Dingman fueled by desire to stay on ice

Chris Dingman considers himself a very fortunate lunch-pail kind of guy after winning the Stanley Cup for the second time.

"I'm just a third- or fourth-line guy," said the forward, who won in 2001 with Colorado. "It's unbelievable I'm so lucky. Winning once is tough. Winning twice with two different teams is unbelievable, especially with this team, what they went through and how they came together in the last couple of years."

Dingman's personal reality check is thinking of his old job at a Petro-Canada gas station at home in Edmonton. The idea: work hard or end up back there. Two Stanley Cup rings might at least ensure him a counter job and a respite from the pumps during those nasty Alberta winters.

"Maybe they might have to pay me more to pump gas now," he said.

Players already looking to bright future

Having made the playoffs the past two years, with 18 players younger than 30 and young stars such as Vinny Lecavalier and Brad Richards under contract beyond this season, the Lightning appears to have the makings of a perennial contender.

Before Game 7, players acknowledged the possibilities.

"I think we have the talent to be a good team for a long time as long as we can keep the team together and keep playing the way we are," defenseman Jassen Cullimore said.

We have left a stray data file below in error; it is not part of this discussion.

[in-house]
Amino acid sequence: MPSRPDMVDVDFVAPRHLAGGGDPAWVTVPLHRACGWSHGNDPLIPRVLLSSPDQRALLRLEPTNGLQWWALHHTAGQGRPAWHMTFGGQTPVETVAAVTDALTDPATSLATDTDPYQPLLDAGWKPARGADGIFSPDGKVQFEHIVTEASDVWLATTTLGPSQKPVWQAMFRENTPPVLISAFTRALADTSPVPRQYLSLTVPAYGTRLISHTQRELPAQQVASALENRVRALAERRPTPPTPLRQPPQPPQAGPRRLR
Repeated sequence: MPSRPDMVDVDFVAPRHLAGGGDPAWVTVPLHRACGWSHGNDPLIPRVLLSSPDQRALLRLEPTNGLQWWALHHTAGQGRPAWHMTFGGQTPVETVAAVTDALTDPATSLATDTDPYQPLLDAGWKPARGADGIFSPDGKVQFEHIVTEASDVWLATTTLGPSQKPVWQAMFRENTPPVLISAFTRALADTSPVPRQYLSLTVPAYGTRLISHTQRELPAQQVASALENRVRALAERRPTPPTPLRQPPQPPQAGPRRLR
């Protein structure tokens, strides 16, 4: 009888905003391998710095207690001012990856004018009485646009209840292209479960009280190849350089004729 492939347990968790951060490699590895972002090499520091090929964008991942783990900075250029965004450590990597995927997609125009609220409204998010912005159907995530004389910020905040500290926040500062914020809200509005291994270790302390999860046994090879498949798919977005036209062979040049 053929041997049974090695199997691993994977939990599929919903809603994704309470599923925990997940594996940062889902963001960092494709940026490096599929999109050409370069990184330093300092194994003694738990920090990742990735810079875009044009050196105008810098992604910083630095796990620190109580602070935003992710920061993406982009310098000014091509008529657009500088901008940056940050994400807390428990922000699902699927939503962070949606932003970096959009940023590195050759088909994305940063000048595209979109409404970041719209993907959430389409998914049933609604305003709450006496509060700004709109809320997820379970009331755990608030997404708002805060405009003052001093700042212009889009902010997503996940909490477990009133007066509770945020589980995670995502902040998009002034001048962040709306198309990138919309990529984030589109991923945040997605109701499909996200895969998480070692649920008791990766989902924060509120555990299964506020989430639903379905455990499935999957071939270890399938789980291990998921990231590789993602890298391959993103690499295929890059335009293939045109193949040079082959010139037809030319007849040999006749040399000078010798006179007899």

Captain Dave Andreychuk said the team's success this season will only increase its appetite in the future.

"I believe that this is a young team that's on its way up," Andreychuk said. "Obviously, some of our younger guys have taken some huge steps, but I think they've gotten a small taste of what it's really like and I think they'll be even more hungry next year to get back to this situation again.

"Obviously, it starts upstairs with the way they have signed their players and kept their hard-core group together, so I look for good things out of this team for a long time."

Said defenseman Cory Sarich, "We've got a good mix of guys here, so I think there's definitely a chance for us to be a competitive team."

St. Louis salutes fans

Lightning fans who camped out at the St. Pete Times Forum plaza for the 200 $8 tickets that went on sale every game day during the playoffs impressed wing Martin St. Louis.

"More power to them that they can take time out of their lives and camp out there," St. Louis said. "I think they have the same attitude as us. You never know when you're going to get back at this level. It's more than just having good teams. It's staying healthy and getting a few bounces. I think they feel the same way and don't want to miss it."

Odds and ends

Calgary mayor Dave Bronconnier will settle his bet with Tampa mayor Pam Iorio at an 11 a.m. news conference at Shots restaurant at the St. Pete Times Forum. Bronconnier will congratulate Iorio by phone. Big Rock beer and Calgary-made chocolate and sausages will be delivered. ... The series marked the fourth time four consecutive final games were decided by one goal. The others were in 1950 (Red Wings over Rangers); 1951 (Maple Leafs over Canadiens); and 1968 (Canadiens over Blues).

[Last modified June 9, 2004, 01:00:39]